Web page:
[INTERVIEW] Flying car pioneer builds on childhood love of mechanics

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[INTERVIEW] Flying car pioneer builds on childhood love of mechanics

Hong Yoo-jung, founder and CEO of an air mobility start-up, this is engineering(TIE), poses with a miniature aerial vehicle at the company's office in Seongnam, Gyeonggi on Nov. 23. [PARK SANG-MOON]

Hong Yoo-jung, founder and CEO of an air mobility start-up, this is engineering(TIE), poses with a miniature aerial vehicle at the company's office in Seongnam, Gyeonggi on Nov. 23. [PARK SANG-MOON]

 
Hong Yoo-jung, founder and CEO of an air mobility start-up named this is engineering (TIE), spent her childhood taking apart various machines like radios and clocks to try and figure out how they work.
 
That fixation on parts and mechanisms grew more serious when she started studying aerospace engineering at Seoul National University. But her life-long goal eventually took shape around a machine that does not yet exist: The flying car.
 
The 37 year-old entrepreneur established TIE in 2016 to develop urban aerial mobility vehicles and drones. TIE has secured 12 billion won ($10 million) in investment from financial institutions including SBI Investment, the Korea Development Bank, and KB Investment, and the government added it to the list of high-potential start-ups eligible for up to 10 billion won in loans with favorable interest rates and conditions.
 


What brought you to found TIE?

 
I’ve taken a keen interest in flying objects for a long time, the concept is just really attractive to me. The interest led me to major in aerospace engineering, too. My initial vision was not entirely about drones; I was drawn in by the imagery of flying cars, envisioning that they will become reality someday. So, founding a company was never the goal. Rather, it is the result of the process of following my dreams.
 
I think that passion is somewhat related to my childhood, where I enjoyed disassembling and reassembling objects or inventing new things. One of the inventions was an alarm device powered by an integrated circuit I took from a separate digital clock and reassembled.
 
 
As fascinating as a flying car or air taxi may be, the related technology is in its nascent stage. Can you explain how close TIE has come to commercializing any kind of personal air vehicle?

 
A prototype of our personal air vehicle (PAV) is 20-30 percent complete until we reach the stage of test-operating the vehicle. We plan to test fly the first prototype PAV in the second half of next year in a joint project with Gangwon provincial government. The project aims to explore different use cases involving the PAV such as rescue tasks and detecting wildfires. If we could successfully demonstrate the use cases, we will be able to sell the aerial vehicles to government agencies and private companies looking for the roles.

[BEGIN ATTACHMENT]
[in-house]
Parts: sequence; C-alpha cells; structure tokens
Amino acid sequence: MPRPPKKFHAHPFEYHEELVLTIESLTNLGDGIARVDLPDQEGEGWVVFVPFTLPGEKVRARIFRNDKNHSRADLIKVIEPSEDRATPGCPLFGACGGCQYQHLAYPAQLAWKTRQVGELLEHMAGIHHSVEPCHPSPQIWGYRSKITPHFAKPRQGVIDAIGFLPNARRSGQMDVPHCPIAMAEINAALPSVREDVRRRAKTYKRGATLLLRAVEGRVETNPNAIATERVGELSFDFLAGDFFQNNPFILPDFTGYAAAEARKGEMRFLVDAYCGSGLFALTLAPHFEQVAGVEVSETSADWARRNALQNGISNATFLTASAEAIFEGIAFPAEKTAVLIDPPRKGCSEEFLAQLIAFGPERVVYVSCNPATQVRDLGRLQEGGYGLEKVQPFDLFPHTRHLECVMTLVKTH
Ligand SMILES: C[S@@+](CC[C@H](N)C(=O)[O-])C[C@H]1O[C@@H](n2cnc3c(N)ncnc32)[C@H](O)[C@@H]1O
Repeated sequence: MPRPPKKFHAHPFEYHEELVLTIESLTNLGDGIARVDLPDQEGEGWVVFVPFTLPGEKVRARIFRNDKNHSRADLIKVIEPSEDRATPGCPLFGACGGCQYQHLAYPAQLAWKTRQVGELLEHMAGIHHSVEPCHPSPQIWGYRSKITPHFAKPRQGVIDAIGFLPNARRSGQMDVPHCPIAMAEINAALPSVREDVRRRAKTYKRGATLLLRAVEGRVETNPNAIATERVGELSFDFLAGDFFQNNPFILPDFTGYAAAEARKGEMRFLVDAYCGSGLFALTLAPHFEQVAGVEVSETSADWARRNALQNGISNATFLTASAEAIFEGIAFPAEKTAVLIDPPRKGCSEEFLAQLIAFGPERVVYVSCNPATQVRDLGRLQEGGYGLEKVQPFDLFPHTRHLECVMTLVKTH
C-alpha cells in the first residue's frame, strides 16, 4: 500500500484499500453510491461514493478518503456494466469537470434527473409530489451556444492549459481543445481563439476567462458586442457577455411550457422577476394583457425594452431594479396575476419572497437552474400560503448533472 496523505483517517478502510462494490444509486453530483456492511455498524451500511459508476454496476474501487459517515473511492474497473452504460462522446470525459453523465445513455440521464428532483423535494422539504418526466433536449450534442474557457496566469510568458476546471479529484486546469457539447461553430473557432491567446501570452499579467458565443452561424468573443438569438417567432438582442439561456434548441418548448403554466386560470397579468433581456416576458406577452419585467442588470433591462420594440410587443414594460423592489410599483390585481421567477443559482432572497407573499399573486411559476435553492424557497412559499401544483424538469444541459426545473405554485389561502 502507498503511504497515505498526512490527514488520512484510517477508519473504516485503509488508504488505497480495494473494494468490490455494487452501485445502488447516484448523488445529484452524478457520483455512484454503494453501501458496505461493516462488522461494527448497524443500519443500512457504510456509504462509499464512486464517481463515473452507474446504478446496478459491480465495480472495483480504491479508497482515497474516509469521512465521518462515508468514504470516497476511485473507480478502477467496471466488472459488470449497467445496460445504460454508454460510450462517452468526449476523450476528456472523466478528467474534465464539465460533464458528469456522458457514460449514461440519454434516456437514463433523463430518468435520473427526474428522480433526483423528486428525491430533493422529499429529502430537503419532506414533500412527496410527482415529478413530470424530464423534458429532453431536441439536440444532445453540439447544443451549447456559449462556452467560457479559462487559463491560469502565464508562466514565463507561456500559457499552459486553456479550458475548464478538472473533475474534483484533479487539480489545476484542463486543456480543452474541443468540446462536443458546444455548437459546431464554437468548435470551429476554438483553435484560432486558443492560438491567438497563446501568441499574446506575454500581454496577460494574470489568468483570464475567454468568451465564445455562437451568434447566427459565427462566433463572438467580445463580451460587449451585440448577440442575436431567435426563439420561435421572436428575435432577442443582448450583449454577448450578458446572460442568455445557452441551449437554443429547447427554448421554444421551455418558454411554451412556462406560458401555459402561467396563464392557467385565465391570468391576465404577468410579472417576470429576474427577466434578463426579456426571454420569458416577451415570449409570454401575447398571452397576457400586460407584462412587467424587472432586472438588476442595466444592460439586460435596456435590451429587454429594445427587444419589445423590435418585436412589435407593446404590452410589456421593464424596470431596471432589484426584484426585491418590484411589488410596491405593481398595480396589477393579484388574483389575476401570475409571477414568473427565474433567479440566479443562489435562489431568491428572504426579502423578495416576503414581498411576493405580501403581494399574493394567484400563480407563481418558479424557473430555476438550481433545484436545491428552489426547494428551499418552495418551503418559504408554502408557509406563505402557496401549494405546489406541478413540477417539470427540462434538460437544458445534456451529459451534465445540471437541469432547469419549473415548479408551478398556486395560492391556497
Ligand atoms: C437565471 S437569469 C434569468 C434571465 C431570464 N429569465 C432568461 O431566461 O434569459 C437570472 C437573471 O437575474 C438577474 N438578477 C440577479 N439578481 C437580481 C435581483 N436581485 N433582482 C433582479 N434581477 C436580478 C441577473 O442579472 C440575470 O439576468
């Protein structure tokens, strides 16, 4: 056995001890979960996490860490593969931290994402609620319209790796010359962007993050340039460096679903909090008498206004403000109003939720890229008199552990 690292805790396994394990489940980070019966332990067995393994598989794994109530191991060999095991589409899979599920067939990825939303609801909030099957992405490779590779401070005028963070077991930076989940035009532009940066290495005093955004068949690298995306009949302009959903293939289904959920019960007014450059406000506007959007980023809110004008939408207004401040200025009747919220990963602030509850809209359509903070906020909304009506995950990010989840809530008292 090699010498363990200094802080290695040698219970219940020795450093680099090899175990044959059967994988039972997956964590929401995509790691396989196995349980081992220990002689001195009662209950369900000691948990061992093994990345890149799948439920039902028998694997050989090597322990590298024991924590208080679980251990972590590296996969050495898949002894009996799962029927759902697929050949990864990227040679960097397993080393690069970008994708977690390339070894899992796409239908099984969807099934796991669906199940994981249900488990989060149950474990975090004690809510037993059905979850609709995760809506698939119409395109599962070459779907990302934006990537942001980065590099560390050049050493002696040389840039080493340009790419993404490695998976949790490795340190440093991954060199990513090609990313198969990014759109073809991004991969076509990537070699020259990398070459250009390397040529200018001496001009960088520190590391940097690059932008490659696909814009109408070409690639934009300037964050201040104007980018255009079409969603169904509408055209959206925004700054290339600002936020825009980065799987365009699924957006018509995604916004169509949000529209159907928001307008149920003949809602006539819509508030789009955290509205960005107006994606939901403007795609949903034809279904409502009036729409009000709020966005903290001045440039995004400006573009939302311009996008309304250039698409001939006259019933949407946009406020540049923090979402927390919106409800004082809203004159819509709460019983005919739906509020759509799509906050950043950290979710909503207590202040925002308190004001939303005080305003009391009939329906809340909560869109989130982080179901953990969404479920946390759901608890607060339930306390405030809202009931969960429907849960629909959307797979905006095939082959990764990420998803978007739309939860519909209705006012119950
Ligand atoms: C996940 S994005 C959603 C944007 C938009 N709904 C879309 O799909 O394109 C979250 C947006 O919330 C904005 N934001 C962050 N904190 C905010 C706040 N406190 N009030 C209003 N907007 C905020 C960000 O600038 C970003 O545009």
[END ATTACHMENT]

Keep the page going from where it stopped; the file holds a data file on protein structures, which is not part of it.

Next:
The ultimate goal is to make PAVs an alternative transportation option to consumers, just like automobiles are today, but faster. But that will take some time because the technology needs to be mature to ensure safety alongside the introduction of infrastructure and a regulatory framework. Before we get to the point, they will be used in logistics or as a taxi service.

 
 
Still, those aircrafts require substantial power and existing batteries might not be sufficient to fulfill the power requirement. How can TIE overcome that challenge?
 
The prototype we are making will use batteries, but in our roadmap, PAVs powered by liquid hydrogen come next. 
 
Liquid hydrogen is able to provide higher onboard electric power and energy density. To take a leap for extending the flight time of PAVs, better power options like hydrogen are critical.
 
But for hydrogen-based PAVs, it is almost impossible for us to develop and manage a hydrogen power system from scratch. So, we are on the lookout for companies that specialize in that power source that we can work with.  
 
 
Before the development of PAVs, the drone business should be an important revenue source for TIE. What is your focus in that area?

 
We’ve rolled out consumer drone products under the brand “Shift Red” in Korea and other markets including the United States, Europe, Singapore, China and India. 
 
What differentiates the drone from its competitors is the controller with a small thumb ring, which allows users to fly the drone with single hand. 
 
We are now expanding the drone business by jumping into drone delivery. We are in discussion with retailers in Korea and overseas to carry out delivery services using our drones. 
 
When it comes to global markets, we are targeting the United States, Australia and Europe for drone delivery services. In Australia, the regulatory environment is favorable compared to other countries, while the United States has a big market potential due to its size.
 
 
Bringing newer technology like drones into different businesses often faces regulatory hurdles. How do you rate the Korean government’s understanding of the industry?

 
We talk with government officials through an association representing drone and air mobility start-ups. The government is trying to hear what we have to say, but there are new regulations introduced this year such as requiring certified licenses for people to fly a drone. 
 
But to revive the industry, such an approach is not ideal. In the beginning, the government could take a conservative stance because there could be unanticipated risks from flying drones. Now that the technology has improved, the direction should shift toward fostering the application of drones in a broader range of settings.

BY PARK EUN-JEE [park.eunjee@joongang.co.kr]
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